The Highland Council’s Leadership today (Thursday) launched a “bold and ambitious” programme of priorities for action over the next five years.
“Working together for the Highlands” is being presented to the next meeting of the Council on Thursday 28 June for confirmation as the Programme for The Highland Council.
The programme sets out 128 actions across seven main themes, which focus on working together for:-
• the economy;
• children and young people;
• caring communities;
• better infrastructure;
• better housing;
• empowering communities; and
• strong and safe communities.
Council Leader Drew Hendry said: “We have set out a bold programme, which is ambitious but deliverable. We will work hard over the next five years to stand up for the Highlands, and to provide every support for our varied and vibrant communities. We will support and create jobs in the Highlands, producing a comprehensive economic recovery and development plan, detailing a strategy for growth. Working with private and public sector partners, the Scottish and UK Governments, we will aim to ensure that every 16-19 year old seeking employment has the opportunity to access a modern apprenticeship or further training.”
He said the Council would introduce a living wage of at least £7.20 per hour for Council staff no later than April 1, 2013, helping the lowest paid.
The Council would work with the Scottish Government, Housing Associations and the private sector to help to deliver 5,000 new homes by 2017. This would include at least 600 council homes and other affordable homes. The Council would continue to press the UK Government to write-off the Council’s housing debt of £149 million.
Tenants would be encouraged to get more directly involved in the management of their local environment and council housing estates.
The Council would work with all governments to deliver infrastructure projects to support employment and connect Highland communities. Working with the Scottish Government, Transport Scotland and partners, the Council would strongly support the upgrade of the Berriedale Braes, the A9 within Highland, the A 82 within Highland and the A 96 between Inverness and Aberdeen.
The Council would develop options for a long-term solution which provided a secure and effective transport link between Lochcarron and the Lochalsh area. In consultation with partners and the local community, the Council would pursue the options for securing external funding. It would work with partners to support the delivery of the Inverness West-Link road and the associated amenity and leisure improvements as well as the Inverness Airport Rail Link.
Deputy Leader David Alston highlighted the creation of a Community Challenge fund of £1 million of recurring expenditure to support community projects which look at new ways of delivering services at local level.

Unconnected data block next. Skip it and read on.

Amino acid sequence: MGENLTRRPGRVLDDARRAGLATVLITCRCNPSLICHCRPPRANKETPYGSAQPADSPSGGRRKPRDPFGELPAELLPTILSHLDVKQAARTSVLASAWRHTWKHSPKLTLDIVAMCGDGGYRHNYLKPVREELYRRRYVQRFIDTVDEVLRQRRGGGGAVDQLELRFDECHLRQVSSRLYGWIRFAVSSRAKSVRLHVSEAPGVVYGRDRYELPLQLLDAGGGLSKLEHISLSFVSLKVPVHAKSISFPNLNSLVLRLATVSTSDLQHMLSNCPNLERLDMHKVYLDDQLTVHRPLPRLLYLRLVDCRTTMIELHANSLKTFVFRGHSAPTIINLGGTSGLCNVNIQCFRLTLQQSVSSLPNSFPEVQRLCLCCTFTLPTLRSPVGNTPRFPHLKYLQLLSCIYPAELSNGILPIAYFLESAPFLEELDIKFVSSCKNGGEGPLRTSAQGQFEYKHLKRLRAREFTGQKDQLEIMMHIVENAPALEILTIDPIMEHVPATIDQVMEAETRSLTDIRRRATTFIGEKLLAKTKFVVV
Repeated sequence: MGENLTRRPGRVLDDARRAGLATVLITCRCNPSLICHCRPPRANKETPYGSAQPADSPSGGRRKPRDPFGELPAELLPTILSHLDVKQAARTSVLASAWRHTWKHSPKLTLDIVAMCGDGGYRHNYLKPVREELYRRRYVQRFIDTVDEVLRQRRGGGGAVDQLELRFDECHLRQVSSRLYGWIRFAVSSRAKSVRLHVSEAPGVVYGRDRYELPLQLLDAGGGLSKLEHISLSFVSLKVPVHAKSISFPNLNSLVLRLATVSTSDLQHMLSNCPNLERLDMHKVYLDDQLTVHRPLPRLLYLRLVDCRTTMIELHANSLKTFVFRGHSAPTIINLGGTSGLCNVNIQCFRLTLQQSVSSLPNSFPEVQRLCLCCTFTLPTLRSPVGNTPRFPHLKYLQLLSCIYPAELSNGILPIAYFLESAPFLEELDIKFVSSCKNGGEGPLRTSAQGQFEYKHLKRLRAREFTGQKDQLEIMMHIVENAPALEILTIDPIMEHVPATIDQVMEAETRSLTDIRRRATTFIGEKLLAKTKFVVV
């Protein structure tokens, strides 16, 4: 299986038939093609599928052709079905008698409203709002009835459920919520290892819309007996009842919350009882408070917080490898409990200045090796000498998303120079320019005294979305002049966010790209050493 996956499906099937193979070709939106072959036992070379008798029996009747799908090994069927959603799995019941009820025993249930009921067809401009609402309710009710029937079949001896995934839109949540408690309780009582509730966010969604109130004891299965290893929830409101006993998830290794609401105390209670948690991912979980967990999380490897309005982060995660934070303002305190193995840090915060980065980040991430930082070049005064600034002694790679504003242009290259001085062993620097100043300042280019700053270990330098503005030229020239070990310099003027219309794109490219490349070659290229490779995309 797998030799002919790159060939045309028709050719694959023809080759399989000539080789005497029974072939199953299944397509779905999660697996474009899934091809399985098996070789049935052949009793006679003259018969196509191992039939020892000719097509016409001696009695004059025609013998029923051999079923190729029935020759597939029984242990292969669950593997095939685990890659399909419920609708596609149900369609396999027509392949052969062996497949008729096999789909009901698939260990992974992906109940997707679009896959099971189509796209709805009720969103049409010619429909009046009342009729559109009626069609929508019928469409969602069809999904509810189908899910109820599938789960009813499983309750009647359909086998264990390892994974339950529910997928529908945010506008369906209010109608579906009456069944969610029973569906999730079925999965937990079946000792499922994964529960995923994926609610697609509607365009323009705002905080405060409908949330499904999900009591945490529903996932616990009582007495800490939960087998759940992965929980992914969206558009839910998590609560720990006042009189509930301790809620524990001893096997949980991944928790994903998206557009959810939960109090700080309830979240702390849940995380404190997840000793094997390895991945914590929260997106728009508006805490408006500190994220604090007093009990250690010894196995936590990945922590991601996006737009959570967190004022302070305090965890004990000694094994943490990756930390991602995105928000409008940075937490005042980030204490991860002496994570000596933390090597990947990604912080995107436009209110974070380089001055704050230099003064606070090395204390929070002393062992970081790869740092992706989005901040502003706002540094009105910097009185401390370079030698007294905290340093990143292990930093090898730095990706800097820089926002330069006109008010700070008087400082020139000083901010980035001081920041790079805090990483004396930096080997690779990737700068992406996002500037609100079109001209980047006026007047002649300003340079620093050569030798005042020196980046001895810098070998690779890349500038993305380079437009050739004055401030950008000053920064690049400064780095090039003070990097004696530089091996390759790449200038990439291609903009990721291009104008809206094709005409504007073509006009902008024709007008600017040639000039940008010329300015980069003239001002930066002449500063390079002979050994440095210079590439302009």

He said: “We want to encourage communities to get more involved in the planning and delivery of services. This is an important way of giving them the power to find their own solutions. This funding is additional to the ward discretionary funds and should prove a huge boost to local communities in promoting local projects.
“We are also committing the Council to an additional £3 million of ‘preventative spending’ each year. This means spending money on children, older adults and those struggling with deprivation – and spending the money, as far as possible, before serious problems arise rather than waiting until things go wrong. It is a simple idea, in line with Scottish Government thinking, but it has the potential to make a big difference. As part of this preventative spend, we are committing an additional £1 million to support families and their children in the early years. This is one of the most important investments we can make in the future of the Highlands.”
Convener Councillor Jimmy Gray said the Council would work to build safer, stronger communities. The Council would work with the Scottish Government to support the maintenance of police numbers in the Highlands and play a full part in setting the priorities for local police in Highland communities.
It was important that local communities had the opportunity to participate in and benefit from the development of renewable energy across the Highlands and the Council would seek to identify and support means whereby this can be achieved.
Keeping the Highlands clean was another key priority. He said: “The Council will also take a zero tolerance approach to litter. We will introduce preventative measures to tackle litter and extend the powers of community wardens to issue fines.
The Programme includes a commitment to establish local area committees, which will see two pilot committees with substantial powers set up in Inverness and Caithness and Sutherland.
It also features a commitment to allow public petitions to be considered by the Council and relevant strategic committees, which is seen as a “great extension of local democracy.”
Throughout the Programme, the Leadership have highlighted a commitment to equalities and the principle of equal respect for the Gaelic and English languages, whilst also recognising the diversity of indigenous language and dialects within the Highland area. In promoting new and innovative projects, the Council will maintain a commitment to Scotland’s Climate Change Declaration.